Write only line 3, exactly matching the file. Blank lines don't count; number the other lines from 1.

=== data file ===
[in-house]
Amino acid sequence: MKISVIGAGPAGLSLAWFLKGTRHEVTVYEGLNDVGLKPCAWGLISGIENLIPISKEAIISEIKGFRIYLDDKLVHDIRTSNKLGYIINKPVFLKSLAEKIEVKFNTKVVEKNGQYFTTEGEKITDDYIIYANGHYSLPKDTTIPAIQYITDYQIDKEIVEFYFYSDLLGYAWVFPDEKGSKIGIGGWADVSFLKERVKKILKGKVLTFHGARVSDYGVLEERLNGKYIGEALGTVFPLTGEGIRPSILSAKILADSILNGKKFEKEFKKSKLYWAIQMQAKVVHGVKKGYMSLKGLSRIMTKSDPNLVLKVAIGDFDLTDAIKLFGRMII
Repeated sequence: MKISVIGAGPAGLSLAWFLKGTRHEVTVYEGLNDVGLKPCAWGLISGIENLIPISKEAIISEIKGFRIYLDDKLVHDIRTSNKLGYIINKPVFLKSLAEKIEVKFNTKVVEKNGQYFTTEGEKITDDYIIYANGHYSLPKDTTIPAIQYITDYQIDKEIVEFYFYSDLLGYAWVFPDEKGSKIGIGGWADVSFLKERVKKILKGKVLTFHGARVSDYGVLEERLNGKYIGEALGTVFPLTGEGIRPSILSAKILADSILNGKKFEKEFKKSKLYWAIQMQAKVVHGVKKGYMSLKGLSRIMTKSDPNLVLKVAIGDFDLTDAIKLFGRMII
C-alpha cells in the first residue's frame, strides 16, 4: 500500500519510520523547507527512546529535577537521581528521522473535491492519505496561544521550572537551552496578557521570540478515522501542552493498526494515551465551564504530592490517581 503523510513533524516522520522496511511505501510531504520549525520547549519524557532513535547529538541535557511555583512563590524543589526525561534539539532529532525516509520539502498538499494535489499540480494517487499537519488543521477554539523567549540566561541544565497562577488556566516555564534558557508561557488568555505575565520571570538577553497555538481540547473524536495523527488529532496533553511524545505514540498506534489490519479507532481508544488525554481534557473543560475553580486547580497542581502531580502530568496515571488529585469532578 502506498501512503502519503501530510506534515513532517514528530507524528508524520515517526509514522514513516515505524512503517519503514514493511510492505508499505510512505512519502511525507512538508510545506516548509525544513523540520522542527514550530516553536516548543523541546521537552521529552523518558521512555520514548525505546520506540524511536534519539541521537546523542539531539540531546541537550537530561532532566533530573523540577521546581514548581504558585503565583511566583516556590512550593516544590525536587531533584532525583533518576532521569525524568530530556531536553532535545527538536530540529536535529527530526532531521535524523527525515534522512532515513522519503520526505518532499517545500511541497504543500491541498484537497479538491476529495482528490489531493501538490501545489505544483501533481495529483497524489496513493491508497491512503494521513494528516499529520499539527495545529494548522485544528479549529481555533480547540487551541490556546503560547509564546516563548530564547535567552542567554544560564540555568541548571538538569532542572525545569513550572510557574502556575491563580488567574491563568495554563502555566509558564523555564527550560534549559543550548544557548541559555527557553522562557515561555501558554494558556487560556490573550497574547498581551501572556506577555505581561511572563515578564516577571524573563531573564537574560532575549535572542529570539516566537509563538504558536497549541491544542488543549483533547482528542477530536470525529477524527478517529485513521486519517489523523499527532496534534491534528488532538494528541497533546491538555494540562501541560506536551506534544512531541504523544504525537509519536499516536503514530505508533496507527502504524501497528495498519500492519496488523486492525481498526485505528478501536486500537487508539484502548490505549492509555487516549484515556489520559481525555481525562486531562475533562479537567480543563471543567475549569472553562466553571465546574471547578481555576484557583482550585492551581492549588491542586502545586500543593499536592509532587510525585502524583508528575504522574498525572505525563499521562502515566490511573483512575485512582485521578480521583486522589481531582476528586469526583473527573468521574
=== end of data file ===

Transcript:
Repeated sequence: MKISVIGAGPAGLSLAWFLKGTRHEVTVYEGLNDVGLKPCAWGLISGIENLIPISKEAIISEIKGFRIYLDDKLVHDIRTSNKLGYIINKPVFLKSLAEKIEVKFNTKVVEKNGQYFTTEGEKITDDYIIYANGHYSLPKDTTIPAIQYITDYQIDKEIVEFYFYSDLLGYAWVFPDEKGSKIGIGGWADVSFLKERVKKILKGKVLTFHGARVSDYGVLEERLNGKYIGEALGTVFPLTGEGIRPSILSAKILADSILNGKKFEKEFKKSKLYWAIQMQAKVVHGVKKGYMSLKGLSRIMTKSDPNLVLKVAIGDFDLTDAIKLFGRMII